Let them bring out our old pal depression, and the party quickly looks like The Garden of Earthly Delights.

The instant relief provided by certain medications can be a real eye-opener. For example, a  beta-blocker or benzodiazepine like Klonopin – when taken at the appropriate therapeutic dose – doesn’t really seem to do anything (aside from being a bit lazy or sleepy at first). It isn’t like medications or drugs that get you high or have undeniable effects.

Compared to things like PCP, crack, and magnesium citrate, the power of anti-anxiety medications for people with chronic, generalized anxiety is that those substances remove symptoms you may not have even noticed.

Imagine taking a pill and, an hour later, you realize not only that you’ve had fire ants biting you constantly for the past three decades but that they’re gone. The discomfort you’d gotten so used to as a baseline is zapped and suddenly, feeling neutral is much better than even the best high.

It reminds me of the Coney Island Polar Bear Club and the shock their bodies must feel when they go from a hot tub to the icy Atlantic.

Meds can be useful (especially in early therapy), while learning cognitive behavioral therapy (changing thought patterns), new coping skills, and mindfulness.

Because of Three Mile Island and 9/11, there is a section of my brain that believes it’s only a matter of time before the human race suffers from something colossal and terrifying. Part of me believes a plague could knock out a large chunk of mankind. I believe a nuclear mishap could take down entire continents. I believe climate change and extreme weather patterns will eventually wipe out cities and towns. I am better now that I’m being treated for anxiety and depression in the sense that I can now stop my brain from going to insane levels of delusions and worry. (Like the time I was CONVINCED we had a meth lab next-door to our apartment in Brooklyn? I had the maintenance come out twice, and begged Toby to come home from his business trip early. I moved the kids into the far end of the apartment. We all slept in one huddled mass in Emory’s room for two nights. And I posted all sorts of shit on twitter about it.)

It’s not that bad anymore, but it’s still there. And I suppose I read these books because it’s nice to sit with likeminded weirdoes at the book table. It’s nice to know you’re not alone. It’s also kind of nice to be prepared should the apocalyptic shit hit the fan.

Just kidding.

There is something beautiful about science fiction and the amazingly intricate worlds people create. This form of escapism appeals to me. When it’s done well. it’s truly remarkable, like hallucinogenics (not that I know a THING about that). Anyway, it’s good to be back here, to be able to thoroughly enjoy it again and not enter some other delusional dimension.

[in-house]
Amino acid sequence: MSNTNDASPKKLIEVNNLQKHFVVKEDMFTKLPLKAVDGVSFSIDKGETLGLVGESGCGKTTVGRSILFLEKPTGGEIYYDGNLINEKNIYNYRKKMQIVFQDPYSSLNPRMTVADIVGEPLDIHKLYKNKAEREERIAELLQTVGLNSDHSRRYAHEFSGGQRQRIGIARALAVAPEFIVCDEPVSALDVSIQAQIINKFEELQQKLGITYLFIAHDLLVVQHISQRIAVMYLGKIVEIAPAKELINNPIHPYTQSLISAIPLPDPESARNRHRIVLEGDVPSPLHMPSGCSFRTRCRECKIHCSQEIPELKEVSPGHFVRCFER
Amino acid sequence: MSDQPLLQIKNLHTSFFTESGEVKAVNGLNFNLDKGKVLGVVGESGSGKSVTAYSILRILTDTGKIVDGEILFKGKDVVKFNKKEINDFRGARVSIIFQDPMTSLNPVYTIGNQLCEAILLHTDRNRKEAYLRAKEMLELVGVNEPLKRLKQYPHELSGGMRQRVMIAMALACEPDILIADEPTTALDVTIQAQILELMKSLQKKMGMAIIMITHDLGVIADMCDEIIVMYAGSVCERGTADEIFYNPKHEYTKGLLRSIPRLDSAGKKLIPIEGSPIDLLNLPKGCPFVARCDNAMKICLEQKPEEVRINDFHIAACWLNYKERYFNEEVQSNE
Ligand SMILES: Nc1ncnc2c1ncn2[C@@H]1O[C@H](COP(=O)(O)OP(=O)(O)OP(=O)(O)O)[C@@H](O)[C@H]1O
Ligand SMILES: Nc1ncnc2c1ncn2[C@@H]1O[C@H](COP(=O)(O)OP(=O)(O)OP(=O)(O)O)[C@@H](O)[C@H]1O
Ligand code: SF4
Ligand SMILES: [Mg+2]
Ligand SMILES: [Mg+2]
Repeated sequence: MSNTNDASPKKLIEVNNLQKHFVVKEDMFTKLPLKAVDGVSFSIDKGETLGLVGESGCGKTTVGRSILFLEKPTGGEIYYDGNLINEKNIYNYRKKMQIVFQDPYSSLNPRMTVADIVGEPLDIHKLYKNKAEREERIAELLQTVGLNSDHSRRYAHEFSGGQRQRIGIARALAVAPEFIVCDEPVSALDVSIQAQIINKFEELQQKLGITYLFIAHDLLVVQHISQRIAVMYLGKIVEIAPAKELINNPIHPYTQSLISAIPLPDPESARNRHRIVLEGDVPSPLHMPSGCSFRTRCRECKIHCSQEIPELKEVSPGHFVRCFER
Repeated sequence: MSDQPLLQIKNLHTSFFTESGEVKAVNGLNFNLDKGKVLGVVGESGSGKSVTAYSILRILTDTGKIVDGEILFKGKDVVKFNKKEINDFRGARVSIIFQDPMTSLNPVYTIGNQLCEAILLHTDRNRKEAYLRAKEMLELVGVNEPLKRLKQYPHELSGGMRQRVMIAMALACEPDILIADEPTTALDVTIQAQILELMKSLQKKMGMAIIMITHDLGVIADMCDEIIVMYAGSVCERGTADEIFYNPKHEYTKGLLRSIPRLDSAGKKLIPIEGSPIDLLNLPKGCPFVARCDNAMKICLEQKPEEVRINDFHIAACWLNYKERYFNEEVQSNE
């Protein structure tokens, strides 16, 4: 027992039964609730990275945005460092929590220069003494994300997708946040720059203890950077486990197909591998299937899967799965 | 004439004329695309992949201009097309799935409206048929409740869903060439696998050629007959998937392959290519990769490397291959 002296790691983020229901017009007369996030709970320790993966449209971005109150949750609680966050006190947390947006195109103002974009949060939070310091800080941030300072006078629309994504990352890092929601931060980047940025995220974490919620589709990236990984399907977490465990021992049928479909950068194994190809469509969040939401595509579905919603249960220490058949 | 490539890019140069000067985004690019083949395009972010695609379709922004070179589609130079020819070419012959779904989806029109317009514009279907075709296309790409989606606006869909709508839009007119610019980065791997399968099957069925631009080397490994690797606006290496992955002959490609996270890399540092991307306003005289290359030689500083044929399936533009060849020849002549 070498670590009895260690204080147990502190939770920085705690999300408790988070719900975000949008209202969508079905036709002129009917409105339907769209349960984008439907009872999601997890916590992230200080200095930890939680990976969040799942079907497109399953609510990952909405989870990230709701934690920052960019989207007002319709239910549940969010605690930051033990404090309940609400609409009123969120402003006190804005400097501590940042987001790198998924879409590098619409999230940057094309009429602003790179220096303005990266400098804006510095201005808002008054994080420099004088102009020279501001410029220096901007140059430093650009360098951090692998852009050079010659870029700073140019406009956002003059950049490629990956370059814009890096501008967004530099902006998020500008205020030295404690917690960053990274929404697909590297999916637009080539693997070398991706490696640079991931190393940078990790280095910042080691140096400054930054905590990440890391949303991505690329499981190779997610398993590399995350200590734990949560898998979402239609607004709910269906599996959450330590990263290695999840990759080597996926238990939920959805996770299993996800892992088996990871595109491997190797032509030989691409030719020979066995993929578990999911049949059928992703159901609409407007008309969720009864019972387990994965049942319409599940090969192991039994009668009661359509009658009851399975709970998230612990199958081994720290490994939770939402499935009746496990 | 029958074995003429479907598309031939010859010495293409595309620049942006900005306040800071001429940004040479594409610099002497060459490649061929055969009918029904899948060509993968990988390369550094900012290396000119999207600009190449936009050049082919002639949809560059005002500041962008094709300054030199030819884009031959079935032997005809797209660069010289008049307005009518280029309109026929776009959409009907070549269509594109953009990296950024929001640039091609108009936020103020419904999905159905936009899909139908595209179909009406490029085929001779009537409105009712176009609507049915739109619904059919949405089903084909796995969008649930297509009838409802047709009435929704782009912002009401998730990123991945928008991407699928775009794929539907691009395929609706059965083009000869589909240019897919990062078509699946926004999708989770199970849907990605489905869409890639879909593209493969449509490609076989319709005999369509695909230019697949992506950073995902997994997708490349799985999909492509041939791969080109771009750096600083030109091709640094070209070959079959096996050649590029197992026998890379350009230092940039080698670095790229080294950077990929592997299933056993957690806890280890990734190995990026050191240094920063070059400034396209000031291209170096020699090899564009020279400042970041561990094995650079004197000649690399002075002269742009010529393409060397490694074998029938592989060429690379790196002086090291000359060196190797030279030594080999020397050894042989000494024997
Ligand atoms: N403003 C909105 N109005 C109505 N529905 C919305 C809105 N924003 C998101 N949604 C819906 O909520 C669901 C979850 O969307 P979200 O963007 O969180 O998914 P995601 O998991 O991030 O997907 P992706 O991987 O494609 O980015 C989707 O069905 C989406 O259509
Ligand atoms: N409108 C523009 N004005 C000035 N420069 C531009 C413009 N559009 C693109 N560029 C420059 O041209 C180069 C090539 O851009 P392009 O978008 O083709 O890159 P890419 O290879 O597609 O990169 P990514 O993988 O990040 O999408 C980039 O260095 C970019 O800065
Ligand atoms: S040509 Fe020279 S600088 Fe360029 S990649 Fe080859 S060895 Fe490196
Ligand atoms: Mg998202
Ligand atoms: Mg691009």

All that said, I think I’m going to start doing some short book reviews about all the books I’ve been reading lately. I was trying to read a book a week, but I’m finding that rather difficult given some of these books are 700 pages long and I have a family to care for. But I’m doing pretty ok!


Books I’ve Read:

Alas, Babylon
The Library at Mount Char
Man In The High Castle
On The Beach
The Wolf Road
Station Eleven
The Girl With all the Gifts
Dark Matter
The Last Tribe  (Didn’t finish.)
What Alice Forgot (Vacation Book)

I am trying to stick with dystopian and science fiction, but I’m finding that I’ve needed a few vacations here and there. What Alice Forgot was a vacation, for example. A much needed, and quite enjoyable one, I might add.

Currently Reading: Next To My Bed: 

Homo Dues: A Brief History of Tomorrow (Nonfiction)
Before the Fall

Upcoming: On My Shelf: 

Divergent Series
The Giver
The Handmade’s Tale

So, I will start tomorrow. It’s going to be a bit difficult as I haven’t made any notes on the books I read months ago, but they are still there. And down the road, I will write reviews and thoughts right as I finish, perhaps even while I’m still reading. I hope you will stick by and help me out. I would love to get your point of view. I will desperately try and avoid spoilers in the body of a post but may add them in the comments. If I do add any spoilers, you will be warned at the start.

I think this may help me to focus some of my misplaced energy lately. (Also: I still can’t run so this seems like a decent/healthy enough pastime.)

Thanks for reading, friends. Please feel free to drop me some suggestions. I love suggestions.